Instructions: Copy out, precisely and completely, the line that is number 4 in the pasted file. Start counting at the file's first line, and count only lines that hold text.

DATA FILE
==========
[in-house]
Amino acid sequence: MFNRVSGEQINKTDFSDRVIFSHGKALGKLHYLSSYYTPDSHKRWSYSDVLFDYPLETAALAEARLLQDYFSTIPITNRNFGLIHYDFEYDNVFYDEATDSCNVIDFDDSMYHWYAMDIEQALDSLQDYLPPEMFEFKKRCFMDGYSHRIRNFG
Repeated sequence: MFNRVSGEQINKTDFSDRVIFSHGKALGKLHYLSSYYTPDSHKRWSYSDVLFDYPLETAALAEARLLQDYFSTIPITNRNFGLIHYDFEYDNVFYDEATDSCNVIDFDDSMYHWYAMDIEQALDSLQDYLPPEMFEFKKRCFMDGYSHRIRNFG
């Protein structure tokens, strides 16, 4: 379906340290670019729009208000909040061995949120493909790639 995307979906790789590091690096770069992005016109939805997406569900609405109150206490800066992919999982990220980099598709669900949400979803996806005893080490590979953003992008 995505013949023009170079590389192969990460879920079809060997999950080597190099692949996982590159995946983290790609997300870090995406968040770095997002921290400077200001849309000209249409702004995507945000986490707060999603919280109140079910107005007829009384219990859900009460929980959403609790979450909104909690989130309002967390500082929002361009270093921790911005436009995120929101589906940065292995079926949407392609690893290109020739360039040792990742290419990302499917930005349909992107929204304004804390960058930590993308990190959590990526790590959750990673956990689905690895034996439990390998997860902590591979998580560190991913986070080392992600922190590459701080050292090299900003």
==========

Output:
């Protein structure tokens, strides 16, 4: 379906340290670019729009208000909040061995949120493909790639 995307979906790789590091690096770069992005016109939805997406569900609405109150206490800066992919999982990220980099598709669900949400979803996806005893080490590979953003992008 995505013949023009170079590389192969990460879920079809060997999950080597190099692949996982590159995946983290790609997300870090995406968040770095997002921290400077200001849309000209249409702004995507945000986490707060999603919280109140079910107005007829009384219990859900009460929980959403609790979450909104909690989130309002967390500082929002361009270093921790911005436009995120929101589906940065292995079926949407392609690893290109020739360039040792990742290419990302499917930005349909992107929204304004804390960058930590993308990190959590990526790590959750990673956990689905690895034996439990390998997860902590591979998580560190991913986070080392992600922190590459701080050292090299900003």